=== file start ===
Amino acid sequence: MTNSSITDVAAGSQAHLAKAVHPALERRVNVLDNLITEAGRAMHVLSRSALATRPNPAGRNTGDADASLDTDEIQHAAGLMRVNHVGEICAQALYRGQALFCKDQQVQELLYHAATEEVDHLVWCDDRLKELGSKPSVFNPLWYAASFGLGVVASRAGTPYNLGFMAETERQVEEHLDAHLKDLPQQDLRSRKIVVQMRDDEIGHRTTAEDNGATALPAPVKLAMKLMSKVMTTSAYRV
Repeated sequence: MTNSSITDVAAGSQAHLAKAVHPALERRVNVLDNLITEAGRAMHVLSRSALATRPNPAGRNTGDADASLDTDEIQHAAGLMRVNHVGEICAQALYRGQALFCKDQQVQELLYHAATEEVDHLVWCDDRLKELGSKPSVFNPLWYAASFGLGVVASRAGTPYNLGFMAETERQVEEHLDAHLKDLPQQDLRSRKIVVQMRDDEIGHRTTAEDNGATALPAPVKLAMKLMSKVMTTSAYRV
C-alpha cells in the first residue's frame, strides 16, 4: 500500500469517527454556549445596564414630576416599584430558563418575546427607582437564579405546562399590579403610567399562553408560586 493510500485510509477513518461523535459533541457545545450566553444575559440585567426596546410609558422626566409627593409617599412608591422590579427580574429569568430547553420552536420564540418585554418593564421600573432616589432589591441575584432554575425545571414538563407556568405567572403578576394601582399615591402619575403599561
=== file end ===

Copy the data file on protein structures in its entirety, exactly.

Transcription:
Amino acid sequence: MTNSSITDVAAGSQAHLAKAVHPALERRVNVLDNLITEAGRAMHVLSRSALATRPNPAGRNTGDADASLDTDEIQHAAGLMRVNHVGEICAQALYRGQALFCKDQQVQELLYHAATEEVDHLVWCDDRLKELGSKPSVFNPLWYAASFGLGVVASRAGTPYNLGFMAETERQVEEHLDAHLKDLPQQDLRSRKIVVQMRDDEIGHRTTAEDNGATALPAPVKLAMKLMSKVMTTSAYRV
Repeated sequence: MTNSSITDVAAGSQAHLAKAVHPALERRVNVLDNLITEAGRAMHVLSRSALATRPNPAGRNTGDADASLDTDEIQHAAGLMRVNHVGEICAQALYRGQALFCKDQQVQELLYHAATEEVDHLVWCDDRLKELGSKPSVFNPLWYAASFGLGVVASRAGTPYNLGFMAETERQVEEHLDAHLKDLPQQDLRSRKIVVQMRDDEIGHRTTAEDNGATALPAPVKLAMKLMSKVMTTSAYRV
C-alpha cells in the first residue's frame, strides 16, 4: 500500500469517527454556549445596564414630576416599584430558563418575546427607582437564579405546562399590579403610567399562553408560586 493510500485510509477513518461523535459533541457545545450566553444575559440585567426596546410609558422626566409627593409617599412608591422590579427580574429569568430547553420552536420564540418585554418593564421600573432616589432589591441575584432554575425545571414538563407556568405567572403578576394601582399615591402619575403599561